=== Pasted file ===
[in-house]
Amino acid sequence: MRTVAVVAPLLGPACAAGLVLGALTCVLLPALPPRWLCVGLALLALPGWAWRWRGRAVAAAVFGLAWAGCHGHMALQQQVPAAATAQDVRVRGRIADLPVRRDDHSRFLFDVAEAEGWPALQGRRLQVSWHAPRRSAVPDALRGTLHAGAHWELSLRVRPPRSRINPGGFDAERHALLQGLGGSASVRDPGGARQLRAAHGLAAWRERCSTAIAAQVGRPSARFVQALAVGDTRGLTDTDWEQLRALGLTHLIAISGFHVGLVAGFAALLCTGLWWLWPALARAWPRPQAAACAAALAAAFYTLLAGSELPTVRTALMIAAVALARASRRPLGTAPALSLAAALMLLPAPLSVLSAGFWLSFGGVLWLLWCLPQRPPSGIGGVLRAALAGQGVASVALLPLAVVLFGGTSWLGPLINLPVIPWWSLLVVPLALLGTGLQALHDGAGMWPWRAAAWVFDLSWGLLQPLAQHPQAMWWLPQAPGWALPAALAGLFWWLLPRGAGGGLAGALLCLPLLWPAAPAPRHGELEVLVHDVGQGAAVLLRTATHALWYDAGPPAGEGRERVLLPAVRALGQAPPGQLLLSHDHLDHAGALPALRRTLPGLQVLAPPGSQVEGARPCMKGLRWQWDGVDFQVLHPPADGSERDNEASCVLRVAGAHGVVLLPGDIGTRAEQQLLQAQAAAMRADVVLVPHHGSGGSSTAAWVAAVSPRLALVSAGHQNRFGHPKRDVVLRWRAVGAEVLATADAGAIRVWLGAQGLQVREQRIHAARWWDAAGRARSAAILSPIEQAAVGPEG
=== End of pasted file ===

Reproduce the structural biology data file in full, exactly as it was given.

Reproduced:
[in-house]
Amino acid sequence: MRTVAVVAPLLGPACAAGLVLGALTCVLLPALPPRWLCVGLALLALPGWAWRWRGRAVAAAVFGLAWAGCHGHMALQQQVPAAATAQDVRVRGRIADLPVRRDDHSRFLFDVAEAEGWPALQGRRLQVSWHAPRRSAVPDALRGTLHAGAHWELSLRVRPPRSRINPGGFDAERHALLQGLGGSASVRDPGGARQLRAAHGLAAWRERCSTAIAAQVGRPSARFVQALAVGDTRGLTDTDWEQLRALGLTHLIAISGFHVGLVAGFAALLCTGLWWLWPALARAWPRPQAAACAAALAAAFYTLLAGSELPTVRTALMIAAVALARASRRPLGTAPALSLAAALMLLPAPLSVLSAGFWLSFGGVLWLLWCLPQRPPSGIGGVLRAALAGQGVASVALLPLAVVLFGGTSWLGPLINLPVIPWWSLLVVPLALLGTGLQALHDGAGMWPWRAAAWVFDLSWGLLQPLAQHPQAMWWLPQAPGWALPAALAGLFWWLLPRGAGGGLAGALLCLPLLWPAAPAPRHGELEVLVHDVGQGAAVLLRTATHALWYDAGPPAGEGRERVLLPAVRALGQAPPGQLLLSHDHLDHAGALPALRRTLPGLQVLAPPGSQVEGARPCMKGLRWQWDGVDFQVLHPPADGSERDNEASCVLRVAGAHGVVLLPGDIGTRAEQQLLQAQAAAMRADVVLVPHHGSGGSSTAAWVAAVSPRLALVSAGHQNRFGHPKRDVVLRWRAVGAEVLATADAGAIRVWLGAQGLQVREQRIHAARWWDAAGRARSAAILSPIEQAAVGPEG